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Biggest client’s “IT disaster” tipped firm into administration

Adrian Jaggard (l) with Brendan O’Brien

A “disastrous IT failure” suffered by a law firm’s biggest client tipped it over the edge into administration and a pre-pack sale to fast-growing national firm Taylor Rose TTKW, it has emerged.

Taylor Rose presented last month’s deal [1] with Hertfordshire firm Breeze & Wyles (B&W) as a merger, but newly released papers showed that actually it paid £550,000 to buy B&W, which had offices in Bishops Stortford, Enfield and Hertford and 80 staff specialising primarily in property work.

A report by joint administrator Eric Walls of KSA Group said B&W was suffering from financial difficulties, with “significant unsustainable historic liabilities” and recent reductions in turnover levels which left it unable to continue in its existing form.

“The directors were forced to reduce staffing and overhead levels significantly in order to improve cash flow.

However, these reductions left the company not only unable to pay its historic creditors, in particular HMRC, but it was also unable to meet its future operational obligations as and when they fell due.

“Furthermore, the company’s largest client by volume suffered a disastrous IT failure in 2018 resulting in a c.90% reduction in daily instructions.”

The report explained that this led to B&W making “significant compensation payments to its customers for failing to complete their transactions in a timely manner”.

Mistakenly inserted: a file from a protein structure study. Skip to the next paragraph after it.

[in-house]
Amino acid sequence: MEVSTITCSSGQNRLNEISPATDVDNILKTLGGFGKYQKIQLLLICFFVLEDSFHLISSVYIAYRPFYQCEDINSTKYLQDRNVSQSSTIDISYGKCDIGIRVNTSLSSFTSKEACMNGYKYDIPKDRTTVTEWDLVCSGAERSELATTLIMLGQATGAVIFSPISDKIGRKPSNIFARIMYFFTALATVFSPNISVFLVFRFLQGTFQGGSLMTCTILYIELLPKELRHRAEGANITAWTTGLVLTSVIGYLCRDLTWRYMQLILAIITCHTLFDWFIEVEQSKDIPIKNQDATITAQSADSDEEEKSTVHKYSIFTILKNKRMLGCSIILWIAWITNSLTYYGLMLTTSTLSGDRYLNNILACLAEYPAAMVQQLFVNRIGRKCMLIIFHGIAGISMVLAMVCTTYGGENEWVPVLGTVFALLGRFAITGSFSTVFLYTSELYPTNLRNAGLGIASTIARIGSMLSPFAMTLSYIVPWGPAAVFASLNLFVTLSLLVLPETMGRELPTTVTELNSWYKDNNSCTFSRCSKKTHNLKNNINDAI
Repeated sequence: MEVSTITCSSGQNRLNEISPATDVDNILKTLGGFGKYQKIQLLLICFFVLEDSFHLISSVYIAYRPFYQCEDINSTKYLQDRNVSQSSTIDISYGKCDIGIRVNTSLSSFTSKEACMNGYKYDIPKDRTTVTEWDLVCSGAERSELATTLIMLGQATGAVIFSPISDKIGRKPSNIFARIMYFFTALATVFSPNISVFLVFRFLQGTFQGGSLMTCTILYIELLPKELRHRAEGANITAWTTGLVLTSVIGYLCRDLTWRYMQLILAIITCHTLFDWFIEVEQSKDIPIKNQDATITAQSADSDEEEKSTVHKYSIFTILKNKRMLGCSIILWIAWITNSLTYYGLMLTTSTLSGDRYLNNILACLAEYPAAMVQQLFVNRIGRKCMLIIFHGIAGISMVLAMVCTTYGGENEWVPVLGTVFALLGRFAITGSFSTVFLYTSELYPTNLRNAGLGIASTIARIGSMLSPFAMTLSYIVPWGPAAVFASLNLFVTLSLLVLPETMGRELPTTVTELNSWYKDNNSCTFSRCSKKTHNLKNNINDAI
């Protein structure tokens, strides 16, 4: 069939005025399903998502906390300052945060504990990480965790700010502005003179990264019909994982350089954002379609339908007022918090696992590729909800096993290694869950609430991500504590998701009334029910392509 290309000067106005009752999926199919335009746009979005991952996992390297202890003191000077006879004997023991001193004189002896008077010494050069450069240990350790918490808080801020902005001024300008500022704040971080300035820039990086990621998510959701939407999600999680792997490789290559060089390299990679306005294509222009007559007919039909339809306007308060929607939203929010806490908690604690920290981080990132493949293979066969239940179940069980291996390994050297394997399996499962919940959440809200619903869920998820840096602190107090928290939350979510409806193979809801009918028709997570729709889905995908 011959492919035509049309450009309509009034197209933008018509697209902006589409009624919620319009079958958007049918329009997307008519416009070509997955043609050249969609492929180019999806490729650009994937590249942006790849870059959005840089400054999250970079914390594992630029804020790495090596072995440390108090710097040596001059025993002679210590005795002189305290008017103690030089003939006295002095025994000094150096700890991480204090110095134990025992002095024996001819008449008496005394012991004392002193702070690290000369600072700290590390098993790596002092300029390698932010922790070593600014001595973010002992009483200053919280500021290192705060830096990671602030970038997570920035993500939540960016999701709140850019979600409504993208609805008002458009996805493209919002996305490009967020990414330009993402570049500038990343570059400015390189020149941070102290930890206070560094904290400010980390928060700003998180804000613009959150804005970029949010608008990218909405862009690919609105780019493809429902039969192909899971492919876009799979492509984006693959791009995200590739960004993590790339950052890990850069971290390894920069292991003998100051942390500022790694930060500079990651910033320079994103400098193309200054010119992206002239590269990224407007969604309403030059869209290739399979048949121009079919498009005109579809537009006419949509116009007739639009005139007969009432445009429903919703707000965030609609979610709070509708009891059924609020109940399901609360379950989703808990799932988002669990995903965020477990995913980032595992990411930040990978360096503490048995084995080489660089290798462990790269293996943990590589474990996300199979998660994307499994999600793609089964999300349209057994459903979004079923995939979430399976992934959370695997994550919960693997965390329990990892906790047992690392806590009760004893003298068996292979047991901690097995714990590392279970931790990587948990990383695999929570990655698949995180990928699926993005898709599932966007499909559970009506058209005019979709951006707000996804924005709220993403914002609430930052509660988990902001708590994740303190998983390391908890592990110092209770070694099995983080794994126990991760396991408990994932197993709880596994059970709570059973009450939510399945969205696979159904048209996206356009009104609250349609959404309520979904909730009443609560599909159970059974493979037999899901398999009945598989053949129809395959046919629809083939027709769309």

It also lost a number of high-profile contracts, resulting in a loss of around £200,000 per month in revenue.

Mr Walls wrote that it was initially felt that a company voluntary arrangement, in conjunction with the reduced costs base and closing two offices, would allow B&W to survive and provide the best outcome to creditors.

“However, when it became apparent that the company would struggle to meet its ongoing creditor and debt obligations, this option was no longer viable.”

B&W began operating in 2013 and Mr Walls said that since then it had enjoyed significant growth while remaining profitable, although much of this profit was “only achievable” through its ongoing work in progress.

The reason that the firm was not marketed for sale, he said, was that a large proportion of its work came from a single client.

“That client operates a limited panel system in respect of firms it will refer work to. Had the business been marketed, there was a real and significant risk that the client concerned would have immediately stopped providing new work and would have re-allocated the company’s ‘open’ files to another panel member.

“This would have effectively killed the business.”

This was also the reason given for not trading the firm during its administration.

The £550,000 was mainly made up of work in progress, valued at £283,000, and debts of £210,000.

The report revealed that Taylor Rose loaned B&W £117,000 prior to the administration so it could pay staff wages.

Taylor Rose TTKW now has over 500 people operating from 11 offices. In addition to the three from B&W, it has its Peterborough headquarters and two offices in London, and also a presence in Lichfield, Liverpool, Manchester, Northampton and Workington.

Taylor Rose was founded in 2009, when it grew out of leading defendant costs business Jaggards, and in 2015 merged with London firm Tucker Turner Kingsley Wood.

Managing director Adrian Jaggard had no comment beyond what he said at the time of the deal, which was: “Brendan [O’Brien, B&W’s chief executive] and his team have long-standing client relationships that will benefit from being part of a larger law firm with broader services.”

Mr O’Brien, and B&W’s chief operating officer, Murray Fraser, have joined Taylor Rose’s board of directors.